THE FALKLAND ISLANDS
Albatross, penguins and seals
On the 2nd of April 1982, Argentina invaded the Falkland Islands. At the time I was 4 Troop Leader, B Squadron of the Blues and Royals based in Windsor. I and a fellow troop leader, Robin Innes-Ker were placed with our troops on immediate standby to join the task force which was rapidly formed to retake the Islands. We set forth with both trepidation and the excitement of youth aboard Canberra to rendezvous with the bulk of the fleet at Ascension Island where we transferred over to HMS Fearless and where the war footing became more real. After considerable on board training and live firing both on Ascension and on the landing craft, we sailed for the South Atlantic. Amongst mounting military drama and rough seas, we got the occasional glimpse of whales, sea birds and most dramatically, the albatross.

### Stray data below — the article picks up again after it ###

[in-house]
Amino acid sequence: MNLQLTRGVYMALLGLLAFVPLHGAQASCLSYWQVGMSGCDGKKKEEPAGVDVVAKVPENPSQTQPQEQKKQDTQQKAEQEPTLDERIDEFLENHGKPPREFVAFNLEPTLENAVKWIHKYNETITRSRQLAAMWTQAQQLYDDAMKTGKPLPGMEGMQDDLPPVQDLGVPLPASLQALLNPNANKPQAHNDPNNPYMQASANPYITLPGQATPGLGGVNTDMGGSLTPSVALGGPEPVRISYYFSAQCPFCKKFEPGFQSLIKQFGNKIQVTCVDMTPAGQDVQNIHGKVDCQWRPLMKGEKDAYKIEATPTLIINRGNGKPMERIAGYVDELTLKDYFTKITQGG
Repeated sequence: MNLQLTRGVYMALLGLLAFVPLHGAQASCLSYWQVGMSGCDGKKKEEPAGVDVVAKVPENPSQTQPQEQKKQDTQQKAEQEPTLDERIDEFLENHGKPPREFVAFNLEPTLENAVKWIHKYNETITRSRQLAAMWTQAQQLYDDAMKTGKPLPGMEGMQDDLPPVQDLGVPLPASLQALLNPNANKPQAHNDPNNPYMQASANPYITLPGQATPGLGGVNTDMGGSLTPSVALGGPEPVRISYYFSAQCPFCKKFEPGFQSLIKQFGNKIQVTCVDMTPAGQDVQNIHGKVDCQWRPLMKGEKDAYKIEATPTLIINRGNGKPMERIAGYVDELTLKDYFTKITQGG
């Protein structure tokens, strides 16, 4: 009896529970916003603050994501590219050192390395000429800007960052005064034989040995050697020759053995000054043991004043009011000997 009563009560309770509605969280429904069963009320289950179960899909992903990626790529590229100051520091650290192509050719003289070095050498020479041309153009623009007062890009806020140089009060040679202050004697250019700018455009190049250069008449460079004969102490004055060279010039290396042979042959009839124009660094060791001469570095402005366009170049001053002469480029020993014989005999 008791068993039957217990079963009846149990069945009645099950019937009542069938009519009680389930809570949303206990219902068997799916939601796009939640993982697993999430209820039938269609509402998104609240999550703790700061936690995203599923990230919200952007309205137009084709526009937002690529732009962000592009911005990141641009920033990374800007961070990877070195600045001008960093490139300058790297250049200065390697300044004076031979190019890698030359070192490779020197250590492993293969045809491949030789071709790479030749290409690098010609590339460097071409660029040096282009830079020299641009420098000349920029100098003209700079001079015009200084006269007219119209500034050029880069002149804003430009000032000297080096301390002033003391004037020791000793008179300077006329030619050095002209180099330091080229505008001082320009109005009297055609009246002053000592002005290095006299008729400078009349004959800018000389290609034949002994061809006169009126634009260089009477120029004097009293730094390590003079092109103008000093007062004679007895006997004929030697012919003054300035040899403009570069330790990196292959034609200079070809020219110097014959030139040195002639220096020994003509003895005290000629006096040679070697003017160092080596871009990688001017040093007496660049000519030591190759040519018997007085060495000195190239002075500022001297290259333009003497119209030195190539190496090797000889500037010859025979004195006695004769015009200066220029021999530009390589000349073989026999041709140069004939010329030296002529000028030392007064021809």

We arrived in San Carlos Sound on the night of the 21st of May where the realities of war, naval gunfire, air-raids and the initial encounters with the Argentinian forces took place. Soon 2 Para was involved in Goose Green and we, with 3 Para and the Commando Brigade drove through inhospitable country towards Port Stanley, becoming involved in numerous engagements and high drama before Stanley fell to the British forces on the 14th of June 1982.